Digital blending is standard procedure in soft drink production, but as the number of variables increases, controls complexity expands. Brewing and fermentation “is a fairly complex process,” notes Jonathan Baer, a market development manager at Milwaukee-based Rockwell, and in recent years the automation firm has focused on developing a repeatable, standard fluid routing and blending solution on a process controller platform for the beer segment. The brain is a digital blending algorithm that uses PLC code blocks to standardize functions that can be scaled up to mix more than 20 different feed lines.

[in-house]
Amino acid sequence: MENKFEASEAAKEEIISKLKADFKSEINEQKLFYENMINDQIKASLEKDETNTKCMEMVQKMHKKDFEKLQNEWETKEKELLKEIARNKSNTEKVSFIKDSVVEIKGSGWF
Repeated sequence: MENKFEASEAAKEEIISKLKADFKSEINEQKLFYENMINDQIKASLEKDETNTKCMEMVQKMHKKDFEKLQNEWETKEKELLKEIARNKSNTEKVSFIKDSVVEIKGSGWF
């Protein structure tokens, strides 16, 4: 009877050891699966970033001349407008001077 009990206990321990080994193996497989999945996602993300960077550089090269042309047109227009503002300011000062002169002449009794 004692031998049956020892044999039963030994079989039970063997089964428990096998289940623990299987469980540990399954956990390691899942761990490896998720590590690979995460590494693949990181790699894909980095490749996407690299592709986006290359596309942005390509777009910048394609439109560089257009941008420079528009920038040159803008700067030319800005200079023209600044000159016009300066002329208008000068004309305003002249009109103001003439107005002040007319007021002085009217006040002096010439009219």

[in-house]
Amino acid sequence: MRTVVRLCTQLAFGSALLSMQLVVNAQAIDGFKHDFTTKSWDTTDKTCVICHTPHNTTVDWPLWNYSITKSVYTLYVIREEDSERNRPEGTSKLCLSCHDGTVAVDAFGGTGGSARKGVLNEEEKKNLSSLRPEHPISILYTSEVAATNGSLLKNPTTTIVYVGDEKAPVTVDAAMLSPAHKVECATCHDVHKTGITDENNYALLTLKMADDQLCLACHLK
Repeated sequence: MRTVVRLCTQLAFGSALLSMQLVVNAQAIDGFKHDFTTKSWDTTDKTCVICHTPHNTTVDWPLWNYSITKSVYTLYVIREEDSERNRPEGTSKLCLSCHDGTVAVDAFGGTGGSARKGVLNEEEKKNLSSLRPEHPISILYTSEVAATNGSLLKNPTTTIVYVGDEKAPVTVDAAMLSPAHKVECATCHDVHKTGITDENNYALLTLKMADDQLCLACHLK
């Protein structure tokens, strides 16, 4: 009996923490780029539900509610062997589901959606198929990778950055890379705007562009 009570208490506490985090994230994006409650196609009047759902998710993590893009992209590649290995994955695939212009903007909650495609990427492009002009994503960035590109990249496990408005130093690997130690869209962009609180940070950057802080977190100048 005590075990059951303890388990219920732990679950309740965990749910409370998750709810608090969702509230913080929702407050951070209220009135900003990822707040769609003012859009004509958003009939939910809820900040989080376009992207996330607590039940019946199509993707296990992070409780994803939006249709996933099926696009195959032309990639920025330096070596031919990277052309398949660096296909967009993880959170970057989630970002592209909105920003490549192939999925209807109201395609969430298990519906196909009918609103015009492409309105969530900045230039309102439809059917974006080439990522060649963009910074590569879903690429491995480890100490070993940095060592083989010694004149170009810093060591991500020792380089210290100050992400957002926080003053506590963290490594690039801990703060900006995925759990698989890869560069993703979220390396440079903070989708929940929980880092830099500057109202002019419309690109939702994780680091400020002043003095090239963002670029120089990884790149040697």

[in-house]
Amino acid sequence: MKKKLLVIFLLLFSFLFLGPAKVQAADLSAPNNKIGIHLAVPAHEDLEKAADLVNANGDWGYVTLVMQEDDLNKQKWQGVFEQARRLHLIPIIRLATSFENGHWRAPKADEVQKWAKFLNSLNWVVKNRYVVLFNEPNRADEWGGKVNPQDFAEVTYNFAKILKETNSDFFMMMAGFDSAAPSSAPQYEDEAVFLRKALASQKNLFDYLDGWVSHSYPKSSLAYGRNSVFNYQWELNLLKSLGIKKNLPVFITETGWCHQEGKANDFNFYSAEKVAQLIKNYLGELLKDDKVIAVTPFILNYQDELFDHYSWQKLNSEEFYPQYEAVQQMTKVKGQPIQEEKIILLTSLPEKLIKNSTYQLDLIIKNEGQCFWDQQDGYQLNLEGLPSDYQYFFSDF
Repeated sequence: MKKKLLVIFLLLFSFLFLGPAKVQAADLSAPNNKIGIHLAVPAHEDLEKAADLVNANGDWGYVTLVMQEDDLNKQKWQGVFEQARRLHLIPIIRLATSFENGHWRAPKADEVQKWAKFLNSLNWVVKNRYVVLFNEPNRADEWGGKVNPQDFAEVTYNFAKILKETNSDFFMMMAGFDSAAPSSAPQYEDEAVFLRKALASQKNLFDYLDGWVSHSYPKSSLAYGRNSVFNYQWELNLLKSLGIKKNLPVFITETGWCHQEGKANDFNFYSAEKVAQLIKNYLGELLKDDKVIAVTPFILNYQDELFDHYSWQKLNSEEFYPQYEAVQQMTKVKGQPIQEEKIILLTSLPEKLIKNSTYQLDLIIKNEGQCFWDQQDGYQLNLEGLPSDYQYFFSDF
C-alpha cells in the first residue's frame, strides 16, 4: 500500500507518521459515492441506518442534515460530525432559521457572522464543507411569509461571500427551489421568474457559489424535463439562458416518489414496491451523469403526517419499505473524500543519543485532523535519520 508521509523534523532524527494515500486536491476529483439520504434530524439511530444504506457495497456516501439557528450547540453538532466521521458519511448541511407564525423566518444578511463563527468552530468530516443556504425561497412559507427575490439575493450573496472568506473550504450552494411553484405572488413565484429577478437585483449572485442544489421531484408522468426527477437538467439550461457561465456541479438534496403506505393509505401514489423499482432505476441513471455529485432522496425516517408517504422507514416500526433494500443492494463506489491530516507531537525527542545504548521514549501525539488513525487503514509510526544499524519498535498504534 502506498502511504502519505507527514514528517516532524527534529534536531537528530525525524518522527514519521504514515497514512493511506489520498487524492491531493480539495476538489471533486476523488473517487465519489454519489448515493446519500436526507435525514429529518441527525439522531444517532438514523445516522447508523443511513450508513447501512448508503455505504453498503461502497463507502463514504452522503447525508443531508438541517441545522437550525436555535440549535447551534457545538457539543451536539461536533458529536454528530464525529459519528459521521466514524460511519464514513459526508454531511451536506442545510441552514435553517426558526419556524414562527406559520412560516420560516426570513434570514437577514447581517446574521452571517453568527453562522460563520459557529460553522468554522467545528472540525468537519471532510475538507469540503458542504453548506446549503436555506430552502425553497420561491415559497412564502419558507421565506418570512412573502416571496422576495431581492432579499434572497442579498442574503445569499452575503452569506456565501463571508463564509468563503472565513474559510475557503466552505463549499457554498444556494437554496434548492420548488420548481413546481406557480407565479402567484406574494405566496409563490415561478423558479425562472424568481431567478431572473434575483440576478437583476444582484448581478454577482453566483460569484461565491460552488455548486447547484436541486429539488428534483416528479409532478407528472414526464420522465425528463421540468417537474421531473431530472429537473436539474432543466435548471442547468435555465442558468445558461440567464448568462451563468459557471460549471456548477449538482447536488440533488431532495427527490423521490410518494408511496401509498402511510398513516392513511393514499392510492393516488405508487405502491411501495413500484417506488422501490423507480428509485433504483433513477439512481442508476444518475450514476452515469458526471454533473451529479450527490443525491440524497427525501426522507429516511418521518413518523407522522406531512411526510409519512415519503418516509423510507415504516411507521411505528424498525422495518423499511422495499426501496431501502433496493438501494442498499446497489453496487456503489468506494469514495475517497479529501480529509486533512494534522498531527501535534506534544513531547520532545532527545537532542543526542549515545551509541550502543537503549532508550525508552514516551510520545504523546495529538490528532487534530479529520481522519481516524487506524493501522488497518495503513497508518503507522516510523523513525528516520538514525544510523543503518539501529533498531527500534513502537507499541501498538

“Digital in-line blending is geared toward retrofit opportunities rather than a ground-up mechanical solution where ripping out existing systems is involved,” explains Baer. “Once installed, it’s fairly simple to configure to the user’s systems.”
While F-L’s plants are scattered coast to coast, oil processing plants are primarily in the Midwest. Instead of relying on oil processors to blend corn oil, soybean oil and sunflower oil, the salty-snack company wanted to bring blending in house. Three options existed: ratio blending, batch or digital. The highest accuracy and shortest cycle and lead times could be realized with digital, and the technology had the additional benefit of being the least costly option. Buying oils at favorable prices and blending them in house saved enough to cost-justify the project, Walker said, and fewer truck shipments slashed costs further and supported the corporate goal of greenhouse-gas reductions.